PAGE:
Network discovery is, not surprisingly, the process of finding and identifying every device, server and system on your network. Mastering IT best practices around network discovery will greatly improve how you map and monitor your IT infrastructure.
Networks these days are more dynamic than their predecessors. Tracking everything on your network manually is absolutely not realistic. For starters, just think about the changes that virtualization and live migrations have brought forth.
Instead, IT pros need to have up-to-date network inventory based upon discovery and asset management – from the physical to the virtual.
Three Tools for Network Discovery
The most three common tools for continuous network discovery include the following:
- SNMP (Simple Network Management Protocol): As the leading technology used for network management, most network devices are SNMP-enabled. By using supporting technology, SNMP allows organizations to accurately understand every SNMP-enabled device on the network, as well as their impact
- Ping: Perhaps the most well-known discovery tool, manually pinging network servers was once a regular part of an sysadmin’s job. These days, automated systems ping different network devices to understand their status and verify they’re online
- ARP (Address Resolution Protocol): ARP makes use of SNMP to query the cache of a device, which can then build a new database of MAC addresses based on what it discovers. This process allows for discovering neighboring devices and eventually forms a comprehensive view of the network
One best practice for network discovery is to use a solution that leverages all three of these technologies to accurately and consistently determine what’s connected to the network. Conveniently enough, our own network monitoring solution makes use of all three. This includes SNMP Smart Scan, Ping Sweep and ARP Cache Discovery, among others, to provide IT pros with real-time network discovery.
Explore Your Own Network Topology
Network efficiency is an endless pursuit for IT pros. Generating and exploring network topology maps is a best practice aimed at optimizing efficiency by gaining a deeper understanding of the network.
Virtualization and the prevalence of connected mobile devices create a constantly shifting landscape that’s hard to monitor. That’s why automatic network discovery is vital for accurate monitoring. It identifies and corrects bottlenecks that might be restraining your network and application performance.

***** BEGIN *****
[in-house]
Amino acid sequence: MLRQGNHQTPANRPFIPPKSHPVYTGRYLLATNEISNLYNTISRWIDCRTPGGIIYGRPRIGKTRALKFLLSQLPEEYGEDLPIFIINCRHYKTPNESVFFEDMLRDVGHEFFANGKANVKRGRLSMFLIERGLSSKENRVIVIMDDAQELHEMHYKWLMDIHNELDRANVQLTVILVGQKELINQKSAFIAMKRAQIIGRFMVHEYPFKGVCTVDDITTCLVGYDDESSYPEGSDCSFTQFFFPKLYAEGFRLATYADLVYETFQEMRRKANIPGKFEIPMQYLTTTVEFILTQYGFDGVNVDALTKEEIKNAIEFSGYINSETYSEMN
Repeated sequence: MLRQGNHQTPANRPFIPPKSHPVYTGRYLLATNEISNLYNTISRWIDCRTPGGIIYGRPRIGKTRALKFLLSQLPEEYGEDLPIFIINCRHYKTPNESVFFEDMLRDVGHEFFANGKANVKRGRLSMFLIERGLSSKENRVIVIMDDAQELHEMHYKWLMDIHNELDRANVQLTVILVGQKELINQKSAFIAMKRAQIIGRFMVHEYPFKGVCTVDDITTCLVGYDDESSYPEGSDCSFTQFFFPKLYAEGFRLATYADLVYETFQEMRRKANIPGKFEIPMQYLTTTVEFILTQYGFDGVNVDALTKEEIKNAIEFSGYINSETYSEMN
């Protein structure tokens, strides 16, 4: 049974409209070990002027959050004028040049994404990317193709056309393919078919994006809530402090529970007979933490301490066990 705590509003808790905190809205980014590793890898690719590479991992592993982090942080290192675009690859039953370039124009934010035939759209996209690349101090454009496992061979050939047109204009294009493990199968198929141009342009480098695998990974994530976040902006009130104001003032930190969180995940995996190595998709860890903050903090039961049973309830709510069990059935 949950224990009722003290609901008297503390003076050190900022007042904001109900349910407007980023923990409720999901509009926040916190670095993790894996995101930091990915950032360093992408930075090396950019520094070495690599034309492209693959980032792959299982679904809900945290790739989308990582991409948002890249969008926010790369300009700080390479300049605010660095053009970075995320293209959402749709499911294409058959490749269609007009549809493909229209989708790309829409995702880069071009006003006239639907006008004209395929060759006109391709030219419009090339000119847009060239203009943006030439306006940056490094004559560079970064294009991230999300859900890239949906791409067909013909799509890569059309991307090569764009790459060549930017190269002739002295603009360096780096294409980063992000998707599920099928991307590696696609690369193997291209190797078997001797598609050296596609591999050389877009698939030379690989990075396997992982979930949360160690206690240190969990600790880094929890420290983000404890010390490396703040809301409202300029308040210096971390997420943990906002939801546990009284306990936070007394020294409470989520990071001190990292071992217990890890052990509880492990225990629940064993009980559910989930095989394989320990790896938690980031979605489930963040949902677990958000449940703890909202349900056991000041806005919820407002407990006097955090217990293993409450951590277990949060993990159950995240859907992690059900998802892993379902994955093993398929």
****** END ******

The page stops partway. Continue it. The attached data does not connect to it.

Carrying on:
Layer 2 and Layer 3 discovery methods should be employed to identify every device and its role. Layer 2 protocols are used to discover interconnecting links and port-to-port connectivity, while Layer 3 protocols help discover neighboring devices.
One efficient Layer 3 solution is management software that queries SNMP-enabled devices, then builds an internal database based on the information it discovers. It’s able to build an accurate network map, including device location, attributes and key role.
Another Layer 3 solution is to use active probes that scan through the network and transmit device data back to a tool using a different and secure channel.
Ipswitch WhatsConnected is a discovery tool focused on understanding everything on your network by using both Layer 2 and Layer 3 solutions. It allows for easy device discovery as the network grows and shifts, both with new physical devices or software assets.
Don’t Neglect Link Layer Discovery Protocol
While Layer 3 discovery methods are needed for dynamic networks, Layer 2 protocols have a tendency to be proprietary. Examples include Cisco CDP and Nortel NDP. These different protocols make Layer 2 discovery difficult. As such, the Link Layer Discovery Protocol (LLDP) was created to streamline discovery in these situations.
We recommend enabling LLDP globally on your network to standardize topology. This is vital for businesses with multi-vendor networks. LLDP protocols provide crucial device information to neighboring devices, which is useful to Layer 3 discovery protocols.
WhatsUp Gold uses LLDP and SNMP, along with ARP Cache discovery, to move through every interconnected device and form a comprehensive view of everything on the network, even if there has been no recent traffic or the device is in a blocked state.
IT managers who yearn for automatic discovery of their networks hopefully should benefit from these best practices. In our next blog about best IT practices, we’ll look at network mapping. Discovery and mapping work hand-in-hand, making understanding both a powerful asset.
>> Once you’ve discovered what’s on your network you’ll need to manage that inventory and related configuration changes. Tune-in next Tuesday December 8 for a webcast at 2pm US ET when Michael Roth, senior systems engineer at the University of North Georgia, will share his best practices for effectively managing network inventory and configuration changes.